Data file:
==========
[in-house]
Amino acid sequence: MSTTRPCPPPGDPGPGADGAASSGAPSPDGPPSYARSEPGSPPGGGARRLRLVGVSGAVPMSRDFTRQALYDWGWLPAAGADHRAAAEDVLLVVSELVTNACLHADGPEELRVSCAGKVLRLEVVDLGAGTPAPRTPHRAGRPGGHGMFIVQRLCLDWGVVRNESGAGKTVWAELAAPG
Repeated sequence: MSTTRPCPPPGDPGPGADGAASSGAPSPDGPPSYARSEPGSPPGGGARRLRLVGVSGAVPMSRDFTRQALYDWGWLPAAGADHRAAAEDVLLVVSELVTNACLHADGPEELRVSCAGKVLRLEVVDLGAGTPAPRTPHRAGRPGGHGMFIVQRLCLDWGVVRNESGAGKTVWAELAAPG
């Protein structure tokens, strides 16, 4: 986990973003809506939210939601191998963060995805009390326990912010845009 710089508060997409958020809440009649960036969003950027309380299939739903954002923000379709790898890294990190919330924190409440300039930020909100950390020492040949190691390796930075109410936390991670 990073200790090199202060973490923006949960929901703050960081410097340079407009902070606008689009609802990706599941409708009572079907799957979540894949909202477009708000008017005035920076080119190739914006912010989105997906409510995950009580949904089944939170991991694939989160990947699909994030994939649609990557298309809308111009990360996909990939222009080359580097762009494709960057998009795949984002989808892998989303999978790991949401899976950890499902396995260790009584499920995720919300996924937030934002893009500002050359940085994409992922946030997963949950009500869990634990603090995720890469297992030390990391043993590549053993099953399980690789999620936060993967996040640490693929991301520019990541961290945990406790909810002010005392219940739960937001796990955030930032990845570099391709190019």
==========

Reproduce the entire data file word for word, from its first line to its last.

[in-house]
Amino acid sequence: MSTTRPCPPPGDPGPGADGAASSGAPSPDGPPSYARSEPGSPPGGGARRLRLVGVSGAVPMSRDFTRQALYDWGWLPAAGADHRAAAEDVLLVVSELVTNACLHADGPEELRVSCAGKVLRLEVVDLGAGTPAPRTPHRAGRPGGHGMFIVQRLCLDWGVVRNESGAGKTVWAELAAPG
Repeated sequence: MSTTRPCPPPGDPGPGADGAASSGAPSPDGPPSYARSEPGSPPGGGARRLRLVGVSGAVPMSRDFTRQALYDWGWLPAAGADHRAAAEDVLLVVSELVTNACLHADGPEELRVSCAGKVLRLEVVDLGAGTPAPRTPHRAGRPGGHGMFIVQRLCLDWGVVRNESGAGKTVWAELAAPG
């Protein structure tokens, strides 16, 4: 986990973003809506939210939601191998963060995805009390326990912010845009 710089508060997409958020809440009649960036969003950027309380299939739903954002923000379709790898890294990190919330924190409440300039930020909100950390020492040949190691390796930075109410936390991670 990073200790090199202060973490923006949960929901703050960081410097340079407009902070606008689009609802990706599941409708009572079907799957979540894949909202477009708000008017005035920076080119190739914006912010989105997906409510995950009580949904089944939170991991694939989160990947699909994030994939649609990557298309809308111009990360996909990939222009080359580097762009494709960057998009795949984002989808892998989303999978790991949401899976950890499902396995260790009584499920995720919300996924937030934002893009500002050359940085994409992922946030997963949950009500869990634990603090995720890469297992030390990391043993590549053993099953399980690789999620936060993967996040640490693929991301520019990541961290945990406790909810002010005392219940739960937001796990955030930032990845570099391709190019």